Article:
Travelers like Ian can visit the city’s Centro neighborhood, which is home to the oldest part of the area.
For instance, this is where capoeira was born. Capoeira is an Afro-Brazilian martial art, which combines dance, acrobatics, and music.
“I also went to neighborhoods and even some of the nearby islands,” says Ian.
A popular island is the sizeable Itaparica, which is 6 miles (or 10 km) away from Salvador.
“The ferry took about an hour,” says Ian. “I enjoyed the island, which is larger than expected and has several beautiful beaches.”
Meanwhile, there is plenty to see in Salvador, including the famous Lacerda Elevator, taking you to the lower town.
Likewise, Mercado Modelo is a sprawling market that both locals and travelers enjoy.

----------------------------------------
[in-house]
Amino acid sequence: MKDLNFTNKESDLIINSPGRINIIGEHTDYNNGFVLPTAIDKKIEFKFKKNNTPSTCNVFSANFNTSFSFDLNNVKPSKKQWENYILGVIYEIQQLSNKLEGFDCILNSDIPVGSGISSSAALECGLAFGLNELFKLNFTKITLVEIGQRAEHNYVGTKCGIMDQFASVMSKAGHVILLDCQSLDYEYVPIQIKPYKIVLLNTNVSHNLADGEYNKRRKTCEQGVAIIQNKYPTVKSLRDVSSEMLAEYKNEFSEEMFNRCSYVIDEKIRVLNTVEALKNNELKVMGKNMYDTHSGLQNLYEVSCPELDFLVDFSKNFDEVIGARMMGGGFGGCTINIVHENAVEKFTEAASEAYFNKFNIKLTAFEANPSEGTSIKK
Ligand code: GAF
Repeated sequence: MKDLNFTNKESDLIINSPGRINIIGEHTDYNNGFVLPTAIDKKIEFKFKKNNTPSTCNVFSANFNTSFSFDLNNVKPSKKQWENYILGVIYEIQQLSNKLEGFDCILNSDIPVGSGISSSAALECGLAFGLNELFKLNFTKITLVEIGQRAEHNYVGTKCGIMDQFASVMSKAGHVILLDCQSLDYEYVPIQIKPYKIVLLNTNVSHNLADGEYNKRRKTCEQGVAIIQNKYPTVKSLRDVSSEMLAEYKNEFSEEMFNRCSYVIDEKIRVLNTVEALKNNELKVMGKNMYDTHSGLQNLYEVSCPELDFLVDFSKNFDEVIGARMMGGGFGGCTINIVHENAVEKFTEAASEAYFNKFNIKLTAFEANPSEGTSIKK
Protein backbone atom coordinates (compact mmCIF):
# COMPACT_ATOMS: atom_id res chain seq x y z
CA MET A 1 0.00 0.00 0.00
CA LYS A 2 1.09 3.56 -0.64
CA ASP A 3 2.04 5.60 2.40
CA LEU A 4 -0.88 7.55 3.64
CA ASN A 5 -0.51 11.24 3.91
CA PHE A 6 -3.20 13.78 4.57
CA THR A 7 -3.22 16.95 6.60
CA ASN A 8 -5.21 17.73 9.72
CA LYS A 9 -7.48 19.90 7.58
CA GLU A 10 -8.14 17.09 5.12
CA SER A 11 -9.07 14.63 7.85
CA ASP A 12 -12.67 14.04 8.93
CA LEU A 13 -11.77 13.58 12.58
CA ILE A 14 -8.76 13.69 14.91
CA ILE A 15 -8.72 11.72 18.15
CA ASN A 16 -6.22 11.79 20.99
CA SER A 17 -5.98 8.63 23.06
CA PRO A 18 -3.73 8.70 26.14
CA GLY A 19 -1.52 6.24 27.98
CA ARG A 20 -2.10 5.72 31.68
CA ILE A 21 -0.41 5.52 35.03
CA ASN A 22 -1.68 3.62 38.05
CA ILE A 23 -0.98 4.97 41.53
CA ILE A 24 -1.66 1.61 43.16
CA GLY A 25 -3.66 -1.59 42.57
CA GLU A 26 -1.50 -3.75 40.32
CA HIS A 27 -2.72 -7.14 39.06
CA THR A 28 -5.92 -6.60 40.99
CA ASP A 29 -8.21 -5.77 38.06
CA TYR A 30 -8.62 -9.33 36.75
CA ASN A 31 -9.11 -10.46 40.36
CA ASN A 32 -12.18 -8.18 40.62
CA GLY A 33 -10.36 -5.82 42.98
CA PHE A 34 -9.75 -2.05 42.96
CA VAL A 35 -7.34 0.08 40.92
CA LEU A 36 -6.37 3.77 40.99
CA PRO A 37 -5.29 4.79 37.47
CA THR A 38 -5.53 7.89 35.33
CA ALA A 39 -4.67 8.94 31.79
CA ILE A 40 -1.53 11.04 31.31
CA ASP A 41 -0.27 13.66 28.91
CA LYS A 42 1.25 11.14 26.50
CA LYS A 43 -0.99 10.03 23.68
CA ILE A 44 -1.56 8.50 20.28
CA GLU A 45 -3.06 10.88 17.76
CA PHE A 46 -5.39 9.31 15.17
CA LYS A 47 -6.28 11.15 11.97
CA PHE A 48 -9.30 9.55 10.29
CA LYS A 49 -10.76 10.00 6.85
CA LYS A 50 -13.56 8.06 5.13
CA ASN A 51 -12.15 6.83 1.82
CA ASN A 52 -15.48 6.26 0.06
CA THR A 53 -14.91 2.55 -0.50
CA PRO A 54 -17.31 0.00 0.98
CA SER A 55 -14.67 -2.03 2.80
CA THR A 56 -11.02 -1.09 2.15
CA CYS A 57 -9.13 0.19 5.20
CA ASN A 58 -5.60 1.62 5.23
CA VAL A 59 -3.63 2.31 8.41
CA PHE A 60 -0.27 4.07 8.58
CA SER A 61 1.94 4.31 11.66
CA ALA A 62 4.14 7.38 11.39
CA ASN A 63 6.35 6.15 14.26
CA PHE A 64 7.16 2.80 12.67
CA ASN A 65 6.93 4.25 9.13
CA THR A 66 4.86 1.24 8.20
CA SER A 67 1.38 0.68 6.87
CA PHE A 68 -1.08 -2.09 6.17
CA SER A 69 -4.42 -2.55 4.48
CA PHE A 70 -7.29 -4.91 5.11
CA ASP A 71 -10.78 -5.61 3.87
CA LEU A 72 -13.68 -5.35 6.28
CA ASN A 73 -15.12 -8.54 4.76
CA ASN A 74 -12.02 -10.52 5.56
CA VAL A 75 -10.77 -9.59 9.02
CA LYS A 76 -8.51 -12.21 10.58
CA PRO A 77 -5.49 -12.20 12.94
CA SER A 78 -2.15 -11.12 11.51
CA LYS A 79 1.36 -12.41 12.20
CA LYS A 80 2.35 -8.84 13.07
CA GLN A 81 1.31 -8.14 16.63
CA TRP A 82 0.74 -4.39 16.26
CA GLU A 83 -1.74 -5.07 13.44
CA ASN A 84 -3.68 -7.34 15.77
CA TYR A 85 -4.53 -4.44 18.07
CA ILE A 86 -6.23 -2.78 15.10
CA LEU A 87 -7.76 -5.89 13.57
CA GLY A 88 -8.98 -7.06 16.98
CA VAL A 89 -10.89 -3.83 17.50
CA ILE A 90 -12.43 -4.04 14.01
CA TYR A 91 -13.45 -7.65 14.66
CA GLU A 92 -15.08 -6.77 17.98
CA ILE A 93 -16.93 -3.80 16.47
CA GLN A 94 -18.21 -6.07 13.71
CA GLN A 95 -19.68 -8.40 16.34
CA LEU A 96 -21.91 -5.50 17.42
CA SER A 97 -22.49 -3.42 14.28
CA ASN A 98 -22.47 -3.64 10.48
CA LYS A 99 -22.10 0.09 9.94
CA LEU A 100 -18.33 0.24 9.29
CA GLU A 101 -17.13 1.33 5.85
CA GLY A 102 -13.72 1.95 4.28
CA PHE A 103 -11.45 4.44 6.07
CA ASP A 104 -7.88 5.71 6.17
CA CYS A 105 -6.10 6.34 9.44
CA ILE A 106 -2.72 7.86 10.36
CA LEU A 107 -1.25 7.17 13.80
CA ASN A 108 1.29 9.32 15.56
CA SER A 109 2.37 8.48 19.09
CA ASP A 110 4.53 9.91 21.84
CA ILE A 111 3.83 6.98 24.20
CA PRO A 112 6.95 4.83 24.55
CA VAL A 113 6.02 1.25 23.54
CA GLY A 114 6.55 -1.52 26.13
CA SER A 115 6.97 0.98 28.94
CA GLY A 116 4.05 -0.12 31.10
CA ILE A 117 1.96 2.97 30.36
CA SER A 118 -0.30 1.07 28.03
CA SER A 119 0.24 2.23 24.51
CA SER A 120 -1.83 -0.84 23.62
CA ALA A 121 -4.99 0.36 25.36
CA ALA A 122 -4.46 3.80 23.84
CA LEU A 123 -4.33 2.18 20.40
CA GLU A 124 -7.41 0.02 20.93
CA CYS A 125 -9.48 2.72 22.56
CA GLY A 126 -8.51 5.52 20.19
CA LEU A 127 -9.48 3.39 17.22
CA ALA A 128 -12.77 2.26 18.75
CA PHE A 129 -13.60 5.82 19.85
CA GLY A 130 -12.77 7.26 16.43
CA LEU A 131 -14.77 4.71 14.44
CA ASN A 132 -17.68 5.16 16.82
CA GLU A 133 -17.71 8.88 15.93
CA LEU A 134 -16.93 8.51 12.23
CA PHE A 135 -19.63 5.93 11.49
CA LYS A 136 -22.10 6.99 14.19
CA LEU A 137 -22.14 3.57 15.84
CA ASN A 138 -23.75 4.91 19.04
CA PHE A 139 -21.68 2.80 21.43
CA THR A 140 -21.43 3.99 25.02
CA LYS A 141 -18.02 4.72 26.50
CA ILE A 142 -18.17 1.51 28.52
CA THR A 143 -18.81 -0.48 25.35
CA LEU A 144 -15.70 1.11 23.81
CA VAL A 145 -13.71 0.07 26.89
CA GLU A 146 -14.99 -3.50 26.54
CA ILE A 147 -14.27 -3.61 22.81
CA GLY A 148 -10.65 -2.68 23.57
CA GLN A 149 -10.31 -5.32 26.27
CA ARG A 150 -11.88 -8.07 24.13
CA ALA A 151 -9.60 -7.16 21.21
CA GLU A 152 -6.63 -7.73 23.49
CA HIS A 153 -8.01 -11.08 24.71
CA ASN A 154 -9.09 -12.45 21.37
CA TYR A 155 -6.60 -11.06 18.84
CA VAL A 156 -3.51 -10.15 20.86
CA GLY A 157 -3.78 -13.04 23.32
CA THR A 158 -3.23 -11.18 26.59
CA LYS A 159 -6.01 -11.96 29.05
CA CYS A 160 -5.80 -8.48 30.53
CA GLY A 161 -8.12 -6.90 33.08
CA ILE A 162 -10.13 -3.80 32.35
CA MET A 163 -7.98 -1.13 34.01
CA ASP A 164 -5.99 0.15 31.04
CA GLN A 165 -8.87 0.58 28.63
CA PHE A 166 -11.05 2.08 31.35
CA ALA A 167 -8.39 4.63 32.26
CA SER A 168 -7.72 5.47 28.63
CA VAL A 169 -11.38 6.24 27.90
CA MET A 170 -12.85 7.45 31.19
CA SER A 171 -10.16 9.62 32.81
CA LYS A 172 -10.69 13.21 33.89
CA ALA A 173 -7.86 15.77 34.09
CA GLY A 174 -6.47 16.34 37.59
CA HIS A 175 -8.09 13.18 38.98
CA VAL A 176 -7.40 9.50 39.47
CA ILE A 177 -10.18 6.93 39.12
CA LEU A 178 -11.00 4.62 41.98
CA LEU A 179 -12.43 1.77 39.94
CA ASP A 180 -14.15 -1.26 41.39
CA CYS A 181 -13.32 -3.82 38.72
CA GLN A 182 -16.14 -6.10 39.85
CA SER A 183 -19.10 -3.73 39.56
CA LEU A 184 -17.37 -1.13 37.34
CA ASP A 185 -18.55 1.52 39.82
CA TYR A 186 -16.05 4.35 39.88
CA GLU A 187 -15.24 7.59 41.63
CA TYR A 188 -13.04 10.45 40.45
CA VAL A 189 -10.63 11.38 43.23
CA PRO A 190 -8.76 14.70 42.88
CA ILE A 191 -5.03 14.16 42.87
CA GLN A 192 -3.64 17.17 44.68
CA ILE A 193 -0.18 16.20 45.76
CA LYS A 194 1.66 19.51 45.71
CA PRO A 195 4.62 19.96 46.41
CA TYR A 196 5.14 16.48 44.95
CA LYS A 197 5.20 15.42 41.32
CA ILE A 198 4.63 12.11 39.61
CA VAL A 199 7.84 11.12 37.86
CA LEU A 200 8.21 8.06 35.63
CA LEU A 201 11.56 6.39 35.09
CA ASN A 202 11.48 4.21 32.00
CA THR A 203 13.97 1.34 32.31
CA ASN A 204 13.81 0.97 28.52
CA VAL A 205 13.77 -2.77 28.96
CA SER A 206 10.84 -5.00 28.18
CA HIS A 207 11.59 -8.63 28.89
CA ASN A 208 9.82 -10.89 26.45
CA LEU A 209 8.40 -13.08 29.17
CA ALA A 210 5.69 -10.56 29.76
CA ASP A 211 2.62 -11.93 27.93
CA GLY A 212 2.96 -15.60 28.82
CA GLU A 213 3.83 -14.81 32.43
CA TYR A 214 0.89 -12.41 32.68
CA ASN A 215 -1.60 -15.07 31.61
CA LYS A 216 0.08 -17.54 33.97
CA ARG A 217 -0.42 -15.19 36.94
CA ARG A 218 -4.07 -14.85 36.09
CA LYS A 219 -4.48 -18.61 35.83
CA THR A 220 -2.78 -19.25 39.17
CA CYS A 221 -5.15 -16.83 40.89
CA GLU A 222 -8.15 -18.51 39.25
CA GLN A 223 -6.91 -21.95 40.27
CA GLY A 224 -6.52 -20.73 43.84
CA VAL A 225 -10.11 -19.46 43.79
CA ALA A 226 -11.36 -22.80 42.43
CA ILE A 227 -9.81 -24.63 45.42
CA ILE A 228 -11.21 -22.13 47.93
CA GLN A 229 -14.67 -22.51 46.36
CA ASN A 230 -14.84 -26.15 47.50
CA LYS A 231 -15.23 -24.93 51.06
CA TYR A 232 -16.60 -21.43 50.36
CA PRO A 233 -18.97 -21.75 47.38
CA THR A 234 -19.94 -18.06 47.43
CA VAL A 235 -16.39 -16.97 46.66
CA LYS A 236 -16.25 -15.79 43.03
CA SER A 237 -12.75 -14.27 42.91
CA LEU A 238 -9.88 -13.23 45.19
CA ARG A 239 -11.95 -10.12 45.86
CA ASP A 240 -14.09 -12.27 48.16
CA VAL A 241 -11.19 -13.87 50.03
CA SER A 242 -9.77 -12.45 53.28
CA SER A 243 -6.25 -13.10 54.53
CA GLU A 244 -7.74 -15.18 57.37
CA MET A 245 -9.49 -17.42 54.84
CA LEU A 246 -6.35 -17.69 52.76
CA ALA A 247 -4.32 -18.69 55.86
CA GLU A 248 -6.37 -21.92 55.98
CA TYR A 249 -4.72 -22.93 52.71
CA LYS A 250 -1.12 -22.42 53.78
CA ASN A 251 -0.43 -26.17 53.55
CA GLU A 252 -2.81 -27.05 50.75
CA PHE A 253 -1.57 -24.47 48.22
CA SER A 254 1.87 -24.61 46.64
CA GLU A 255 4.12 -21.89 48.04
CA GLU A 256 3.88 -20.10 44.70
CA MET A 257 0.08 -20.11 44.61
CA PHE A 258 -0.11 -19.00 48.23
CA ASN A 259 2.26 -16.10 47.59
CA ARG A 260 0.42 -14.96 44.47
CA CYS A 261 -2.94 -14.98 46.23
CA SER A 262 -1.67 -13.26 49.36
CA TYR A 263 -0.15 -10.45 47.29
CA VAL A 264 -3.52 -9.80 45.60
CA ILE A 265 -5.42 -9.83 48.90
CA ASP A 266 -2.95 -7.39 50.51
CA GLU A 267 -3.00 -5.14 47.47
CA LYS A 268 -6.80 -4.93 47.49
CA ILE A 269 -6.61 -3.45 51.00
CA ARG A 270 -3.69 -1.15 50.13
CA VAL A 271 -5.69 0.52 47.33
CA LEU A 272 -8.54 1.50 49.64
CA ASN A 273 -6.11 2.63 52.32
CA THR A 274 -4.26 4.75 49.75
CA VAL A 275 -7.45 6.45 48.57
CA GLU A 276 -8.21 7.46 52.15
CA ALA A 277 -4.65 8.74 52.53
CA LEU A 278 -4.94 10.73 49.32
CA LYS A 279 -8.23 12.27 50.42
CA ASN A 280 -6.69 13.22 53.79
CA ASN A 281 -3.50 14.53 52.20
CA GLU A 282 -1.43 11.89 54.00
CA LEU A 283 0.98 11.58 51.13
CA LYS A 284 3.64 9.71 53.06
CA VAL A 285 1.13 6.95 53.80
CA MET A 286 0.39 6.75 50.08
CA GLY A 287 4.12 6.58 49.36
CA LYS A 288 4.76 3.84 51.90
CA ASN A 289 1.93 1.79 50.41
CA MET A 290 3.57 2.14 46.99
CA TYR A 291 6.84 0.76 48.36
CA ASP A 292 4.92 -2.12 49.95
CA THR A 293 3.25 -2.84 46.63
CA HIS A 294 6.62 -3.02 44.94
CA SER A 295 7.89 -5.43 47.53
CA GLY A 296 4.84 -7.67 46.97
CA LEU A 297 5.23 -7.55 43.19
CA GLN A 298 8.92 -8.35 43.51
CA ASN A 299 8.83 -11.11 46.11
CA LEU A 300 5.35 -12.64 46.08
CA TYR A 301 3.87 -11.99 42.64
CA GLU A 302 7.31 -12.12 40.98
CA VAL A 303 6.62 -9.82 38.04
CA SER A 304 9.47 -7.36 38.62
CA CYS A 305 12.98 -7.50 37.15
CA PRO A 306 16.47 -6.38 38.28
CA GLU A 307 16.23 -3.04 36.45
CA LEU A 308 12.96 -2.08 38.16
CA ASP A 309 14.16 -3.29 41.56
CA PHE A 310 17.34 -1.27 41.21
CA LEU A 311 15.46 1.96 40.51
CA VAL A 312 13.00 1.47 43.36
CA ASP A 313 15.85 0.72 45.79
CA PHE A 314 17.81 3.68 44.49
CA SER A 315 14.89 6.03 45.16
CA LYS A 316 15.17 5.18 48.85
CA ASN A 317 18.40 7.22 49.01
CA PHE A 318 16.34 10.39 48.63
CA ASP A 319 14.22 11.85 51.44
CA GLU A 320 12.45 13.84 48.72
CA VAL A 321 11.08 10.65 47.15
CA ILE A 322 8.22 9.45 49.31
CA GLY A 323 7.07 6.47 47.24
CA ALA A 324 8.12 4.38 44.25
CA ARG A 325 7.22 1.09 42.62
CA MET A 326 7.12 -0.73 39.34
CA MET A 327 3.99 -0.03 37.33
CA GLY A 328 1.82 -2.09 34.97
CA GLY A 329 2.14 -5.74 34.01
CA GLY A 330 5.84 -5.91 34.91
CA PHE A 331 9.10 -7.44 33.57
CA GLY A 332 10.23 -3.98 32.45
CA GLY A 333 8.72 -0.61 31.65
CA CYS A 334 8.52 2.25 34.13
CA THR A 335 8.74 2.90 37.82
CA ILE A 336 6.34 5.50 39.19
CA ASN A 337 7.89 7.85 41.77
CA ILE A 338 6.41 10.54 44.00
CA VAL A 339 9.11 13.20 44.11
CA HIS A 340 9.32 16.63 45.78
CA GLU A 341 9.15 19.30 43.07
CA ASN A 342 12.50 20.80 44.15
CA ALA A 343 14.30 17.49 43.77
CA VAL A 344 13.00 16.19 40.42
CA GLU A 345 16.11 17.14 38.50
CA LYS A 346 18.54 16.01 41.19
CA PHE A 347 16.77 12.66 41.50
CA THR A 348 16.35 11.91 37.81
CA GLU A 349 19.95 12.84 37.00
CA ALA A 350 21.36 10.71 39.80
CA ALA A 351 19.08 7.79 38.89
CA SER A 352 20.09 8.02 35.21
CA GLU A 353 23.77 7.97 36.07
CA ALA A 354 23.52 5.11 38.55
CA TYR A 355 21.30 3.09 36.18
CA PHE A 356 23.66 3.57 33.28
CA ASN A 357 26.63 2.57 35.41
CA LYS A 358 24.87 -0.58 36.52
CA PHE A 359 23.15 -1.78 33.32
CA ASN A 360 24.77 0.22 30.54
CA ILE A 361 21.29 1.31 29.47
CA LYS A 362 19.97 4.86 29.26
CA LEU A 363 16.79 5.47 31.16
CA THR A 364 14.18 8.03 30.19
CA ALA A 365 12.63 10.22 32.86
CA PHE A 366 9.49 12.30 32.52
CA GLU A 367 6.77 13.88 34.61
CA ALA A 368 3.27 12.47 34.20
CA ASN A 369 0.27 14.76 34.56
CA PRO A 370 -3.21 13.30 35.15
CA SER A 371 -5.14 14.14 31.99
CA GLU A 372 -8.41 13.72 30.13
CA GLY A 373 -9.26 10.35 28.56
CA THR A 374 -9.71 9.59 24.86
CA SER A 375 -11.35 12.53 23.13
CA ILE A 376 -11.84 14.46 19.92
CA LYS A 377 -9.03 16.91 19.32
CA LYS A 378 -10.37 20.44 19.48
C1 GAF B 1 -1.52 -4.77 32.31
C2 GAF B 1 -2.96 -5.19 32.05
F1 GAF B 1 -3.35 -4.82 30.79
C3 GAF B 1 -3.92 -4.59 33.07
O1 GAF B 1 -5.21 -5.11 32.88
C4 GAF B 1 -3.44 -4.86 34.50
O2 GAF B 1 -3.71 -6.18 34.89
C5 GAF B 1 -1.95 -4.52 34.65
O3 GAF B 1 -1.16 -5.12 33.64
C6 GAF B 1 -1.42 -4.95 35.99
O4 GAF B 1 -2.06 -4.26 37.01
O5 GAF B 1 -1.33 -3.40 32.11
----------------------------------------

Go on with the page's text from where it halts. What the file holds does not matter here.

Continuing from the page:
Similarly, the incredible Senhor do Bonfim church is an 18th-century Catholic basilica.
Of course, there are also beaches such as the one in the Barra neighborhood, which is very popular.
How to get there: Fly into Salvador through the Luís Eduardo Magalhães airport.
Here is another world wonder.
Machu Picchu is an Inca citadel in the Andes Mountains in Peru.
“You really have to see it to understand how amazing this place is,” says Karen, an American traveler. “I could not help but feel such a powerful transformation being in this incredible location,” she adds.
Because it is a magnificent location, the United Nations added it to its list of UNESCO World Heritage Sites in 1983.
“Of course, all of Peru is fantastic, but Machu Picchu is really special,” says Roberto, a local travel expert. “What the Inca Empire left us is a beautiful attraction that brings many travelers,” he adds.
There is a limit on the number of visitors, but at least half a million travelers tour it each year.